Mountain cover a quarter of the earth’s surface area, which is home to almost 20 per cent of the world’s population, and provide goods and ecosystem services vital for the wellbeing of downstream populations-about half of humanity-and for sustaining our planet and its ecosystem. Providing habitat for unique species and for indigenous people of distinct cultures, mountains are a global common and natural capital whose heritage value must be recognized and valued. The green economy model presents this opportunity.
The Green Economy Agenda
The green economy, according to the United Nations Environmental Programme (UNEP 2011), is one that results in improved human wellbeing and social equity, while significantly reducing environmental risks and ecological scarcities. The green economy agenda seeks to promote an economic system which increases human wellbeing over the long term while maintaining natural capital and environmental resources so that future generations do not face significant environmental risks and ecological scarcities.
While the green economy may bring new opportunities for investment in ecosystem services e.g. freshwater, biodiversity conservation and carbon sequestration, renewable energy and creation of jobs, it also creates challenges. It must be pursued with a balanced approach of economic, environmental and social development and appropriate policy and is necessary to revisit the mountain agenda.
Mountain ecosystem services
Mountain is an important source of vital ecosystem servics on which the regional and global environments and global economy largely depend and harbour a wide range of important natural resources. They make important contribution to economic development, environmental protection, ecological sustainability and human wellbeing as well as to economic and ecological resilience in the downstream regions.
About half of the world’s population depends on mountains for fresh water, clean energy, irrigation water, flood control, mineral, timber and non-timber forest products, recreation and genetic resources. Half of the global biodiversity hotspots and one-third of all protected areas are in the mountains.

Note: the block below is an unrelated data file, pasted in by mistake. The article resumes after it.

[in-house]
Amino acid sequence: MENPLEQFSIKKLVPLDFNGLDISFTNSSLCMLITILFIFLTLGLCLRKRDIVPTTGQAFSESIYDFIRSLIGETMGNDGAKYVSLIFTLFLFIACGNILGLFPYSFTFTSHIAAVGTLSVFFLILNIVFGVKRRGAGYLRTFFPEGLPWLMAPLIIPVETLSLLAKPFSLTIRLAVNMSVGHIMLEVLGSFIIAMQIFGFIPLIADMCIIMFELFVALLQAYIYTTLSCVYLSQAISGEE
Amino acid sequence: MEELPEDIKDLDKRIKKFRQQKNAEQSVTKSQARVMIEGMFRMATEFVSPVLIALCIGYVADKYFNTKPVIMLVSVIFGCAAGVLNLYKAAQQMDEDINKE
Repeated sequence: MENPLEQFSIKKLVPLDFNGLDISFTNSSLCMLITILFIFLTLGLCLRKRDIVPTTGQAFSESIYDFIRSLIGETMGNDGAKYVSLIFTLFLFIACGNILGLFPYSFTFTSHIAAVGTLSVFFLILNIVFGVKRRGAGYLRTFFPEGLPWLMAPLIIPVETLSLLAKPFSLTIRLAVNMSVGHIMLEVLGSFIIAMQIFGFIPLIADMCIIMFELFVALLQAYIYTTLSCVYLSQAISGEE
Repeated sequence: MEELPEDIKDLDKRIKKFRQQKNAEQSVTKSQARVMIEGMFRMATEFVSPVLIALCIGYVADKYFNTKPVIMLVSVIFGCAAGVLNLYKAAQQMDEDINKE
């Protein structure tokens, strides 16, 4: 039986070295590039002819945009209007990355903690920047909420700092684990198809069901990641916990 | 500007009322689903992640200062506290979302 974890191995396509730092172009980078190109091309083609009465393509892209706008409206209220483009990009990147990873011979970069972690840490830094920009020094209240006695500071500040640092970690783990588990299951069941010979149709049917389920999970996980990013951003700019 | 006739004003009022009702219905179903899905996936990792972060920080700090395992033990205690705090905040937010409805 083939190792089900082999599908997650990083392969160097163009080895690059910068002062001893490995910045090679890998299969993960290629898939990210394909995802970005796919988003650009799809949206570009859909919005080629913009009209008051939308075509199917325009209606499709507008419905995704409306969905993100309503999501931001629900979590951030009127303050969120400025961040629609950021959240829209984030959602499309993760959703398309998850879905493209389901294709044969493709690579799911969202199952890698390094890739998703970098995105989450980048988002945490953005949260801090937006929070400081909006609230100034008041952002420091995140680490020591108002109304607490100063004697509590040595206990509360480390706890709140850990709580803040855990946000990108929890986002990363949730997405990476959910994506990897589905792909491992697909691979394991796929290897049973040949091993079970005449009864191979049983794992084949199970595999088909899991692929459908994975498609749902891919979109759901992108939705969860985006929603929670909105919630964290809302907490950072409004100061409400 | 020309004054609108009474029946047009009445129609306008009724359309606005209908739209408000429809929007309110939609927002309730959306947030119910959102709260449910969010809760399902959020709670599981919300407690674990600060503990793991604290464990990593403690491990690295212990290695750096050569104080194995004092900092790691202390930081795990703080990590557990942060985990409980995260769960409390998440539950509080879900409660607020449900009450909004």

Mountains are also home to more than a billion people, a substantial proportion of who are indigenous ethnic communities whose livelihood largely depends on natural resources available in mountain areas. Mountains are also source of cultural, spiritual and recreational resources for urban populations.
Mountain ecosystem plays a significant role in regulating water quantity and quality. Almost all of the world’s major rivers and many of the minor ones, begin in mountainous regions, which supply a large percentage of the water resources of the entire globe. The high-altitude cryosphere stores huge amounts of water as snow and ice. These are unique reservoir of fresh water which is released year round in perennial rivers serving as a lifeline for billions of people downstream. For this reason mountain are often referred as the ‘’water tower of the world’’.
More than half of the humanity relies on freshwater from mountains to grow food, produce electricity, sustain industries and provide drinking water. Mountain hydrological services are also essential for groundwater recharge and related functions that maintain hydrological balance in downstream areas. Thus water availability downstream-whether for domestic consumption or agriculture- is an essential service provided by mountain systems.
Hydropower and other forms of clean energy, such as wind and solar energy are becoming increasingly important all over the world to meet growing energy needs, particularly those of countries with developing economies such as China and India. Clean energy is needed to maintain economic growth in a sustainable way and to improve the living standards of the vast number of people who still depends on wood fuels.
Mountains are important source of hydropower-which provides more than 15 per cent of the world’s energy and other forms of clean energy. Swift flowing rivers of mountains are cost-effective sources of hydropower all over the world. However, this source of energy is not fully exploited. Mountain ecosystems contribute in regulating global climate through biogeochemical and biophysical processes that mediate the carbon, energy and water balance at the land surface.